The US vice president Joe Biden is to meet the Turkish president and urge his country to take a bigger role in the fight against Isis.
Recep Tayyip Erdoğan has previously said he would only step up support against the Islamist militant group, which is also known as Islamic State, if the international community made plans to help remove Syrian president Bashar al-Assad.
Turkey is also involved in a long-standing struggle against separatist Kurdish groups in the east of its territory. Kurdish groups in neighbouring Iraq have been at the forefront of fighting against Isis, and observers say Turkey fears the influence the increasingly autonomous Iraqi Kurds could have in the region.
These factors so far appear to have made Turkey, a major regional power, reticent to attack Isis head-on.
On Friday, Mr Biden held talks with country’s Prime Minister Ahmet Davutoğlu. The US vice president said: "We've been friends for a long time and one of the great advantages of being back in Turkey with a friend and Nato ally is we're always direct with one another. Friends don't let the other wonder about what they are thinking."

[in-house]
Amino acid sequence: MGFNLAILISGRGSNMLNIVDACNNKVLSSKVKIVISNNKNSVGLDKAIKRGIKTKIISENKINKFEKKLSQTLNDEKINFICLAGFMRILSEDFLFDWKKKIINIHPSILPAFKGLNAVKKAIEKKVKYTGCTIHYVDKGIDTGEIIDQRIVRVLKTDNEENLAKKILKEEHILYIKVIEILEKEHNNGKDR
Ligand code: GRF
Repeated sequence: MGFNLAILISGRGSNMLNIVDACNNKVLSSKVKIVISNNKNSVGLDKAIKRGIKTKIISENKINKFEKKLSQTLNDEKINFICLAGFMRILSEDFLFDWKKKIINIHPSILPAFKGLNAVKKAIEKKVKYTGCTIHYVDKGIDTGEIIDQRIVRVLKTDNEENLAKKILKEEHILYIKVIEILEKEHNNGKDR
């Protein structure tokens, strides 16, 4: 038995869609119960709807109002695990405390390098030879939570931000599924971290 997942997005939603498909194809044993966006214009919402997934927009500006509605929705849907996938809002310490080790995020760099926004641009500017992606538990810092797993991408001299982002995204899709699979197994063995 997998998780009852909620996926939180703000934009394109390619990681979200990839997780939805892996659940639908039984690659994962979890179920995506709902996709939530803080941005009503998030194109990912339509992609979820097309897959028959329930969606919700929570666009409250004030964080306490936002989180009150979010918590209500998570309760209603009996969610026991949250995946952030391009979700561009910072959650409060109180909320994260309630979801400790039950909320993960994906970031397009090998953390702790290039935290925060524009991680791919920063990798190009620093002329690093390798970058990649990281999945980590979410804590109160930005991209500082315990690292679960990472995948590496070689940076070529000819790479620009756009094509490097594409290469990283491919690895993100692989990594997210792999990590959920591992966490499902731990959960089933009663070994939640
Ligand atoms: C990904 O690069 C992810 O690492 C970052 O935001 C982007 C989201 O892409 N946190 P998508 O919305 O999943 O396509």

The talks with the country’s president will focus on Turkey’s role in the US-led coalition against Isis and the issue of foreign fighters travelling through Turkey to join the Islamist group.
Ahead of the talks, Mr Biden said the US government was in favour of the development of an oil pipeline from oilfields in southern Iraq to Turkey's Mediterranean port of Ceyhan, a project which Turkey has long advocated despite Iraqi concerns.
Turkey has cooperated in the fight against Isis to come degree, having allowed some Kurdish fighters from Iraq to travel through its territory to help defending the Syrian town of Kobane.
However last month Turkey also bombed fighters from the Kurdistan Workers' Party (PKK) inside its own territory while the same group was helping in the fight against Isis.